Rhode cited the example of Mamdouh Mahmud Salim, who was imprisoned at the MCC in November 2000 while he was awaiting trial on terrorism charges. Salim member nearly killed a guard by blinding him “with hot sauce that he had fashioned into a mace-like weapon” and then stabbing him in the eye with a sharpened plastic comb.
Gelernt responded to that anecdote by writing that “there is nothing in the government’s allegations or in Mr. Guzman’s history to suggest he is prone to the type of suicidal or irrational, unpredictable violence typically associated with a member of a terrorist organization such as al-Qaeda.”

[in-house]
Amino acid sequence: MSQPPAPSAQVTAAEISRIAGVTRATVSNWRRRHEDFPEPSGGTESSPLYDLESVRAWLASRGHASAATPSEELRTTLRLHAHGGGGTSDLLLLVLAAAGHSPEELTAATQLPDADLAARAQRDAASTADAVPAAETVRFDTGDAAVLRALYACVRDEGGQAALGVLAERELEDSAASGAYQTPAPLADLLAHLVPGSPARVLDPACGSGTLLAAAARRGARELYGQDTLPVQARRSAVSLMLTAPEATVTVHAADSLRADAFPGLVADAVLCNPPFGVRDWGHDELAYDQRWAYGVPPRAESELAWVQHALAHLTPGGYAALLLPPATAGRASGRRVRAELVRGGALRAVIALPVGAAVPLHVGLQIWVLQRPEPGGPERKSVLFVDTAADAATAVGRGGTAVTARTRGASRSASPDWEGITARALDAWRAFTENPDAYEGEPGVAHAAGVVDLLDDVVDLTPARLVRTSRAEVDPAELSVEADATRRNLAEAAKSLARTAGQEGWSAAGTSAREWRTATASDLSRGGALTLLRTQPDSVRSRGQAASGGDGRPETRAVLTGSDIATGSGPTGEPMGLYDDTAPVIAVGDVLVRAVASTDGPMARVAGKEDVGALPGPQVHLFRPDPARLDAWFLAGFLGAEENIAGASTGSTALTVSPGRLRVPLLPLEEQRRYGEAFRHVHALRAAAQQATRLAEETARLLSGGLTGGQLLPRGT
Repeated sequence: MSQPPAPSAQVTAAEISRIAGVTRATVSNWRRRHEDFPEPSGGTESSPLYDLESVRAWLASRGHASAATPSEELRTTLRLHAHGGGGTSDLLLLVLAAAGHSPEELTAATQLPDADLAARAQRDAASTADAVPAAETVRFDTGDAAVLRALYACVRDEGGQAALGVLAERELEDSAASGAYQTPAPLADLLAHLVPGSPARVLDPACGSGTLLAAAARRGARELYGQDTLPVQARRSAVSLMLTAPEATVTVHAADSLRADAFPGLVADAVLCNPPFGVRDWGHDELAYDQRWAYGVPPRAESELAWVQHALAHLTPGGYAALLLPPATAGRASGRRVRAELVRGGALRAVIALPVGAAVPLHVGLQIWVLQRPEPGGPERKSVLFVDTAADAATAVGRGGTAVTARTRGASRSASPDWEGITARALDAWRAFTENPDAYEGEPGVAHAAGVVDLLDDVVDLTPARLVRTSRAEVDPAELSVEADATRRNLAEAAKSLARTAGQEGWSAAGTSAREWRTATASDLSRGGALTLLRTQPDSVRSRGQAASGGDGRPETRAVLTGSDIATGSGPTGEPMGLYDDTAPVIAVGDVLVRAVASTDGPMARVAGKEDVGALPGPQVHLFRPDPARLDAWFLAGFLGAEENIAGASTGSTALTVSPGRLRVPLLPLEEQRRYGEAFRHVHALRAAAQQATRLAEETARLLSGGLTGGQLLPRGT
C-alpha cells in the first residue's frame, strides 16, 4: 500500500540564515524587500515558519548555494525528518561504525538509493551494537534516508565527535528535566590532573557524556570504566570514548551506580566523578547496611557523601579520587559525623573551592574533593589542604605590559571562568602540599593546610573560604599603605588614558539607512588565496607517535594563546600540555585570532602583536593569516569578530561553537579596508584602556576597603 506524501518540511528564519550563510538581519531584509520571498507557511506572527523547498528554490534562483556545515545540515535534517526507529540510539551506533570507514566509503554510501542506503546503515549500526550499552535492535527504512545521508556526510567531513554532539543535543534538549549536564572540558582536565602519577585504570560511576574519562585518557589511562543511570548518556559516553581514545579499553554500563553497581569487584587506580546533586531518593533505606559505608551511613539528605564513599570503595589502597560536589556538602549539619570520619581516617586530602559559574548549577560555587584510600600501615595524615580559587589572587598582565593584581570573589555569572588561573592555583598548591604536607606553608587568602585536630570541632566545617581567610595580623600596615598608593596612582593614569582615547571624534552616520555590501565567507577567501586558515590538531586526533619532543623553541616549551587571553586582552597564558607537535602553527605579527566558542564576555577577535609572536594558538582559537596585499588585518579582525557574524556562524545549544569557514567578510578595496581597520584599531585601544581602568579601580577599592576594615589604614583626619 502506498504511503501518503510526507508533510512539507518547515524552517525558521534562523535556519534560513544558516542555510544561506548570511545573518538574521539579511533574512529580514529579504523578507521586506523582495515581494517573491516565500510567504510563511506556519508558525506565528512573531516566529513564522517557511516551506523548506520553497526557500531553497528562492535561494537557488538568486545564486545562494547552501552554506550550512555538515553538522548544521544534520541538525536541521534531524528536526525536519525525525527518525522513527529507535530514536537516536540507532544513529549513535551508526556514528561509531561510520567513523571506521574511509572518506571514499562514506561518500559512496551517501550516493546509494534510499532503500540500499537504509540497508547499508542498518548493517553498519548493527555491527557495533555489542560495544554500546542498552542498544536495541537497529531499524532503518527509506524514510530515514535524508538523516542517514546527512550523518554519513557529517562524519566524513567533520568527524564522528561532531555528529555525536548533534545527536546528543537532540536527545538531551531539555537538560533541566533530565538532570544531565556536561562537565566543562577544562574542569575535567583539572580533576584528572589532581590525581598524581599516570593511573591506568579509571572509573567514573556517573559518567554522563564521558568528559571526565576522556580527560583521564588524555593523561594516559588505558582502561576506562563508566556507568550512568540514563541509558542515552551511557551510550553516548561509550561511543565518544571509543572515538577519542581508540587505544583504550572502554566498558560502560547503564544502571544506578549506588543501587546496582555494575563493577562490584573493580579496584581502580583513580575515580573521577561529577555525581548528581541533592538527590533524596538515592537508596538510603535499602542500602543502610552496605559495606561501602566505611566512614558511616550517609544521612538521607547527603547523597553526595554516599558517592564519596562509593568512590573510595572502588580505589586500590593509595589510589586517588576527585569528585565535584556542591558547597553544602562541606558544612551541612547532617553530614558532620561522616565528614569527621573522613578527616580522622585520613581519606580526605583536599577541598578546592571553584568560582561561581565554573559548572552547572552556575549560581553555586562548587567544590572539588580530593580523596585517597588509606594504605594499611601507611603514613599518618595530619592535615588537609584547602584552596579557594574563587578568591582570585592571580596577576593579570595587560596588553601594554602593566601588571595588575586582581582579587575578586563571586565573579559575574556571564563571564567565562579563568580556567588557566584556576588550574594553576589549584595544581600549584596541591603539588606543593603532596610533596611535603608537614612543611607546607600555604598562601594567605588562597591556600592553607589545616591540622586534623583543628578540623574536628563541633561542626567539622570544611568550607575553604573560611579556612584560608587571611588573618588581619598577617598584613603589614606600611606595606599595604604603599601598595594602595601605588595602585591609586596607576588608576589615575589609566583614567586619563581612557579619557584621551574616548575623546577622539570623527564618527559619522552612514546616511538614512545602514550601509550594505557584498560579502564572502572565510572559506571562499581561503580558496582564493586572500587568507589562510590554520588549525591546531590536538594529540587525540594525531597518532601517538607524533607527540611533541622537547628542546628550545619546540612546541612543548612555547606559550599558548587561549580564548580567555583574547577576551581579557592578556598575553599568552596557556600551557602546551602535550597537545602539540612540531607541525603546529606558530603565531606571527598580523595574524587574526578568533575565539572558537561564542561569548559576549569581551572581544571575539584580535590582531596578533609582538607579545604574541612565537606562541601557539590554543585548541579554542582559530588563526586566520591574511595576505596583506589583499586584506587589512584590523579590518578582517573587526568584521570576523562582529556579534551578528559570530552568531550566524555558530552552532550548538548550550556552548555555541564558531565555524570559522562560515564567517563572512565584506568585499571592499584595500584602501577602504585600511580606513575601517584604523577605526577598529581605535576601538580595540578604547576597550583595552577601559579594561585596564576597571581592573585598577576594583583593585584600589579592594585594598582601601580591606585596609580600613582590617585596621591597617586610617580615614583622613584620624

When the issue of Chapo’s unusual attorney-client meetings was discussed during his last court appearance in May, Judge Brian Cogan seemed reluctant to intervene and overrule security decisions made by jail administrators. Cogan appointed a magistrate judge to investigate the situation, and a final decision on the matter is pending. Whether or not the cartel boss is allowed “contact visits,” he has plenty of time to prepare for his trial, which isn’t scheduled to begin until April 2018.